After nearly four months of severe travel restrictions due to Covid-19, Malaysia’s international airports gradually reopened themselves to travellers as domestic flights resume in the recovery movement control order (RMCO) starting today.
Checks done by Malay Mail at low-cost carrier terminal Kuala Lumpur International Airport 2 (KLIA2) today showed that while there are some travellers waiting at the airport, they were far outnumbered by staff members.
At noon, the flight board at KLIA2 also shows that there are less than 10 flights each for arrival and departure, a far cry from when it used to handle 2.8 million passengers a month in January according to official statistics released by operator Malaysia Airport Holdings Berhad (MAHB).
Speaking to Malay Mail, firefighter Firdaus Sabri expressed his excitement to return to his hometown of Tawau, after being away from family after nearly half a year.
“I am so happy to get a flight back to my hometown in Tawau. It is a relief as I have been wanting to fly back home for months now. It’s easier now that certain travel restrictions have been removed but I also understand we still need to be vigilant against another possible outbreak.
“However, at the moment I do admit that purchasing flight tickets at the moment could cost you an arm and a leg,’’ said Firdaus in jest.
Firdaus disclosed that his one-way ticket to Tawau had cost him RM700.
Pricey flight tickets have a hot topic on social media recently, a reason that was attributed to the implementation of social distancing by airlines that has forced passenger capacity to be cut to 66 per cent, according to senior minister Datuk Seri Ismail Sabri Yaakob.
Another international traveller who does wish to be named recalled that she had to wait for two months for an available flight back to her home country of Indonesia.
“I have been waiting for about two months for a flight back to Medan. It’s a relief I managed to get a flight out today.
“But there are still many of my friends who were working here that is still seeking for a ticket flight back home as many of us were let go from our employment due to Covid-19 and now seeking a way back home,’’ said the traveller who did not want to be named.
Checks by Malay Mail also saw some retail shops and eateries at KLIA2 beginning to operate after months of closure, although most are still closed.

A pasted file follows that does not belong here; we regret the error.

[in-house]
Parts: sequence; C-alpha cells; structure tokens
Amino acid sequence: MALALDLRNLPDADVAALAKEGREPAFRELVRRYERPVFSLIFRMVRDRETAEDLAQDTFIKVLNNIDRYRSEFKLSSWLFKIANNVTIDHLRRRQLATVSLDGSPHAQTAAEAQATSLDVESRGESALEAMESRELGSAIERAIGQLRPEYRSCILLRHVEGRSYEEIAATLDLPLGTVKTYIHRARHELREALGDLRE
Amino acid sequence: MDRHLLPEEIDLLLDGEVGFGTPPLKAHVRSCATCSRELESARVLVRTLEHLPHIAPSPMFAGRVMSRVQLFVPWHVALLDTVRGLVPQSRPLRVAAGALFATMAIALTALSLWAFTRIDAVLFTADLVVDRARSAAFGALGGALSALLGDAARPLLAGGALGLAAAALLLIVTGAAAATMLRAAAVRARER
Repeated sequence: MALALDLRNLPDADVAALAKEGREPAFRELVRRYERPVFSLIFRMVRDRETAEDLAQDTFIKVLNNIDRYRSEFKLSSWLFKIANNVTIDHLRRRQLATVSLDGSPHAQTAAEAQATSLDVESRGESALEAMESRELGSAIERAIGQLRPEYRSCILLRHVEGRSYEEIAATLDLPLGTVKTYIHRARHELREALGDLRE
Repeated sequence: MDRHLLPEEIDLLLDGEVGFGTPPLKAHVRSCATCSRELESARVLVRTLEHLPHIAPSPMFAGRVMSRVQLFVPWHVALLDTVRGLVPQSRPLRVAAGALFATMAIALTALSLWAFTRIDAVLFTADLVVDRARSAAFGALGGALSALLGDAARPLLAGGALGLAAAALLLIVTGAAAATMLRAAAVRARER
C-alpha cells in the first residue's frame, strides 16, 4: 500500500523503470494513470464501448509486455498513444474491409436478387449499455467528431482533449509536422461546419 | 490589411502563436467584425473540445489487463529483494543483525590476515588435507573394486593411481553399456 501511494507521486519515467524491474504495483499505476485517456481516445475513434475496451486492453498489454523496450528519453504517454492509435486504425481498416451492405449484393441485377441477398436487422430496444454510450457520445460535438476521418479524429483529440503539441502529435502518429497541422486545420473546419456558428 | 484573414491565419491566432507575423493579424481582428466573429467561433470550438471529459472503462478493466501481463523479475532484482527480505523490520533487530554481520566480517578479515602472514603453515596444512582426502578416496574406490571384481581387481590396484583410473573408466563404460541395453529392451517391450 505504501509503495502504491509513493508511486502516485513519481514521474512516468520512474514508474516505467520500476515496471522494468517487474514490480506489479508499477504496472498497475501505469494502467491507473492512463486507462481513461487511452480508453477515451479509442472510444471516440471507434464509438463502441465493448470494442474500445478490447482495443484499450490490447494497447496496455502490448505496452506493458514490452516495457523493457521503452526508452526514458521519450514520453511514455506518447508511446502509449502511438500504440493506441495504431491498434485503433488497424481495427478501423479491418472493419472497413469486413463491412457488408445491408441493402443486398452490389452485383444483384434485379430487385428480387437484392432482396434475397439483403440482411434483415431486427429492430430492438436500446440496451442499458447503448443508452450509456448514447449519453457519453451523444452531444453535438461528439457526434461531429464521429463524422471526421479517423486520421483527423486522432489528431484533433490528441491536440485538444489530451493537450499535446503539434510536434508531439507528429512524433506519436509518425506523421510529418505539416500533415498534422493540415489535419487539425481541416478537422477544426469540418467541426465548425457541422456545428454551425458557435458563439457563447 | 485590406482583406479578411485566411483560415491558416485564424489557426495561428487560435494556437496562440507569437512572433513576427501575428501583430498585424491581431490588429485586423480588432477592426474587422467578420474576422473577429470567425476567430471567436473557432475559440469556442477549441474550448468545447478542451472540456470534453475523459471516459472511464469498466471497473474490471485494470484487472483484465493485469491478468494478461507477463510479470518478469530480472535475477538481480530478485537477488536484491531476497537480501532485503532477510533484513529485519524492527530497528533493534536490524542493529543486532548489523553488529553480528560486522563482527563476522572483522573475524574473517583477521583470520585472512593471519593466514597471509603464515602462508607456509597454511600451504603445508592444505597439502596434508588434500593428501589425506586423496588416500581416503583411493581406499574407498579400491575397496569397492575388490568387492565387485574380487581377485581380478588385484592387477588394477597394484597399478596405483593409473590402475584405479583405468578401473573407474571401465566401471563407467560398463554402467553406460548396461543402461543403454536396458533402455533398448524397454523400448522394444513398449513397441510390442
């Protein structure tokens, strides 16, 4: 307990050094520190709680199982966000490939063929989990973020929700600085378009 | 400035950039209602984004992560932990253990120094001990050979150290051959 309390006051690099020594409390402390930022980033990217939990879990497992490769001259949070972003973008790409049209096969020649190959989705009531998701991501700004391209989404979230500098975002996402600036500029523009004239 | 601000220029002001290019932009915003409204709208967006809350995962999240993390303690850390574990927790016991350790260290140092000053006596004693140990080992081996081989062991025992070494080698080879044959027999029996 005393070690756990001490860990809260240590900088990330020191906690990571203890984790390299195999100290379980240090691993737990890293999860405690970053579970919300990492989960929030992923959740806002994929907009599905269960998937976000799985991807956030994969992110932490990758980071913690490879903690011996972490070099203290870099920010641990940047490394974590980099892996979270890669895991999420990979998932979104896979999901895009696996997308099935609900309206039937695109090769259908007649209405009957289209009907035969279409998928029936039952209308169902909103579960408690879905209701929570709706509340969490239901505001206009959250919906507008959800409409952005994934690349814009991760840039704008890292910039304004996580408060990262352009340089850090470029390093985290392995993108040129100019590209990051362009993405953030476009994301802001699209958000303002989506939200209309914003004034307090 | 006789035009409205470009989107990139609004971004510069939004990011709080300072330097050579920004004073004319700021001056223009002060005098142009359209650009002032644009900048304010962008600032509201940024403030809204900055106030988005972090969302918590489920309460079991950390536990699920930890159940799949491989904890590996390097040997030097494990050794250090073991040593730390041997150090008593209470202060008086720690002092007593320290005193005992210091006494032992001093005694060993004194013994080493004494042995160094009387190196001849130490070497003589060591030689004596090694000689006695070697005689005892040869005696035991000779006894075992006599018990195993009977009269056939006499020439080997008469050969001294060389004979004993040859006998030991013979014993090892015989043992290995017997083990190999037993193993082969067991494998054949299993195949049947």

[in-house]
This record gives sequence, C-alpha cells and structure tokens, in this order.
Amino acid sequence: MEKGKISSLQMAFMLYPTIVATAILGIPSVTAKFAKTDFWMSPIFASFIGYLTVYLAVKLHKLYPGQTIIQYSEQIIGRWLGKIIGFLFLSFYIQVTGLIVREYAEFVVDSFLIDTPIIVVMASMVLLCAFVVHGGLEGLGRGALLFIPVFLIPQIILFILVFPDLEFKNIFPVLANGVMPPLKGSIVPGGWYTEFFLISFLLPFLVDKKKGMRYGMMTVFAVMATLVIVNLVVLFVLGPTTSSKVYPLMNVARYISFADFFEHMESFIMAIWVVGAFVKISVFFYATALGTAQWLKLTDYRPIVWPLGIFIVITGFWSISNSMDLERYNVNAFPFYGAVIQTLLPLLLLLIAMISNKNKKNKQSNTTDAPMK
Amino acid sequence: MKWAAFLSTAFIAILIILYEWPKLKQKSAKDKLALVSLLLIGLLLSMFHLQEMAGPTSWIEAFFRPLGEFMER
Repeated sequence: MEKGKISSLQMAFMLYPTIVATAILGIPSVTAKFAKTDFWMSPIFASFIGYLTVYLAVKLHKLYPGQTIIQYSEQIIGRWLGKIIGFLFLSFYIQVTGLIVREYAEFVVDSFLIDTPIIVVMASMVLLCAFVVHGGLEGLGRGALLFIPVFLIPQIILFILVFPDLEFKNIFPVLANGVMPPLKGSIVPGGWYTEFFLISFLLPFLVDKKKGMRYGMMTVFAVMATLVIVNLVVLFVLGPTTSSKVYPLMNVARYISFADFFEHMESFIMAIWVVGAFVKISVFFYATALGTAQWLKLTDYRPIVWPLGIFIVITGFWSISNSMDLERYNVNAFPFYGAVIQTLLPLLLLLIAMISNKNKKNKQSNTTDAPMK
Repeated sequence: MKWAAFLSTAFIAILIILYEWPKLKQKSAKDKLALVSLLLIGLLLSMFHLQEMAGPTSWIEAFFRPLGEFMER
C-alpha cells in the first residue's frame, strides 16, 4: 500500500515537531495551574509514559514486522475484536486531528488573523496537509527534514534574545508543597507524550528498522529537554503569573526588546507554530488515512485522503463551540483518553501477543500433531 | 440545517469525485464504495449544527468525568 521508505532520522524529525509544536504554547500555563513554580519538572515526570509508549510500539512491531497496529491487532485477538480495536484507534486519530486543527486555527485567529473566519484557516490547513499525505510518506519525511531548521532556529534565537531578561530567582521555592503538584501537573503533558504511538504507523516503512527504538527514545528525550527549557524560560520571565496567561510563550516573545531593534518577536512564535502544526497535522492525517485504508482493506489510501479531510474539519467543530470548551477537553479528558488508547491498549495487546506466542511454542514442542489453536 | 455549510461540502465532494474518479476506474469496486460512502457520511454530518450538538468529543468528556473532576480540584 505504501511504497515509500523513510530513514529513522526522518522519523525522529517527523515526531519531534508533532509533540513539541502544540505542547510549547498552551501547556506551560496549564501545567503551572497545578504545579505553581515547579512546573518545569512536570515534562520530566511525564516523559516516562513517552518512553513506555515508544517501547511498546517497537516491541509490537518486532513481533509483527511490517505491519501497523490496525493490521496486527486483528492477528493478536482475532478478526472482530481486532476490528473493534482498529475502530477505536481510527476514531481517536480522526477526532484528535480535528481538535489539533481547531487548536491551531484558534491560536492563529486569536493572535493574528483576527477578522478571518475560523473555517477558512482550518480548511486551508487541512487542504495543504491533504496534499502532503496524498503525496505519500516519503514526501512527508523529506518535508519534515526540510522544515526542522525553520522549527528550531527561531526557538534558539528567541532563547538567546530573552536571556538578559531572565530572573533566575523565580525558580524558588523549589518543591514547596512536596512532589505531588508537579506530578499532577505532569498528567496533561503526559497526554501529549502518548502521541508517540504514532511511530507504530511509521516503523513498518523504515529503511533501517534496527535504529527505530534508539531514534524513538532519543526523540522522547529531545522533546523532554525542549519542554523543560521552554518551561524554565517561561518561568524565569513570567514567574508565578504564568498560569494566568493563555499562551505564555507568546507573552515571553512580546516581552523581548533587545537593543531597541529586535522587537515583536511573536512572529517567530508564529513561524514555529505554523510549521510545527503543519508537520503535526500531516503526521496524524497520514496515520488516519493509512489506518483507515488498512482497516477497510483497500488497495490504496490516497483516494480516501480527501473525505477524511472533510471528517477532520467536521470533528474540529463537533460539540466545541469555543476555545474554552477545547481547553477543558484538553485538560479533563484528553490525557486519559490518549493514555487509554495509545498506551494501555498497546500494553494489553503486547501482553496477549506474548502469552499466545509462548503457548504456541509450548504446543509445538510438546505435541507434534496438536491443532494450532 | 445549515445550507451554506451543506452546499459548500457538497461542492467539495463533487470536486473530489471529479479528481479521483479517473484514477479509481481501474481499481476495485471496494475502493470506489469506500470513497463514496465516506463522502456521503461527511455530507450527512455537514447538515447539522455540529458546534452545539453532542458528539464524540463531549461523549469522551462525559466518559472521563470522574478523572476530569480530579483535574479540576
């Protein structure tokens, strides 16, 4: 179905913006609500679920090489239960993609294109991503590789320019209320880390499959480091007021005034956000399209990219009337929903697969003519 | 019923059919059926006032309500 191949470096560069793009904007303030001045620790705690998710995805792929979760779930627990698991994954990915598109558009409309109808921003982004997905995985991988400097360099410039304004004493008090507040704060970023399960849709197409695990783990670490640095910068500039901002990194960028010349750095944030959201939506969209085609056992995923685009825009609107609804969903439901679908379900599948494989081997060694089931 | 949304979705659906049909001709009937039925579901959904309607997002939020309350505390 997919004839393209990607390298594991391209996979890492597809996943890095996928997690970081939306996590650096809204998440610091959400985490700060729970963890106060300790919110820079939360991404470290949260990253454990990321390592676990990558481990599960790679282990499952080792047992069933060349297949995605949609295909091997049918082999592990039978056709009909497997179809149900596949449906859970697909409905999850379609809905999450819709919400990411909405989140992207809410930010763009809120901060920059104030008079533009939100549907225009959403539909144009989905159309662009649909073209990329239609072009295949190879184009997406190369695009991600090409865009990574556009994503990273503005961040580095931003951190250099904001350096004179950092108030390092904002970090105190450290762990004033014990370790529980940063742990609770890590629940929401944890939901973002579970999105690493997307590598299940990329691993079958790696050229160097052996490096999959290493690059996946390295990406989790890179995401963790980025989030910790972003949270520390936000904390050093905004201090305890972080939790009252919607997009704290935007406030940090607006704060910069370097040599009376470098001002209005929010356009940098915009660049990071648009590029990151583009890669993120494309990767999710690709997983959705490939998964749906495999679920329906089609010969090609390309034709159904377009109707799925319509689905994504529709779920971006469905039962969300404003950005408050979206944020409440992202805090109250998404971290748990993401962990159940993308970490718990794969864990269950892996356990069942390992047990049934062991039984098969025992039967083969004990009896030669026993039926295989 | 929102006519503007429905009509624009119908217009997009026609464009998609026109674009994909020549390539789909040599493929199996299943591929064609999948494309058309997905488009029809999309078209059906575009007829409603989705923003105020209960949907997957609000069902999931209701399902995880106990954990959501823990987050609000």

Speaking to Malay Mail, a cafe employee who only wished to be known as Alia, recalled that barely any passengers passing through KLIA2 during the movement control order (MCO).
“We only started to operate in May in KLIA2 but our sister shop in KLIA is still closed, in fact, all of the retail shops in KLIA are still closed.
“For the moment I have been transferred to help with the operations here but there isn’t much of foot traffic here as well because of the travel restrictions. Everyone is hoping that this will change following the RMCO announcement,’’ she said.
Another employee who works at a souvenir shop said she and her employees had only begun work today following the announcement of the RMCO.
Prior to the interview, the souvenir shop employee and her colleagues were seen marking several lines one-metre apart from the cash register to enforce social distancing, and were heard discussing ways to ensure the safety of their customers.
“We had closed our shop during the MCO and only starting to operate today. It’s a relief to be back at work but we know there is a lot of preparation to do to ensure that our shop follows through strict guidelines set by the authorities,’’ she said.
At the mall section of KLIA2, several other cafes and dining outlets owners were also seen discussing on how best to open their businesses while adhering to strict safety guidelines.
On May 5, MAHB had issued a statement, informing the public of its strict standard operating procedure for its airports.
This includes that passengers wear masks and undergo a temperature screening.
For KLIA, only passengers with a valid flight ticket or boarding pass will be allowed to enter the terminal, while all meet-and-greeters will not be allowed into the terminal.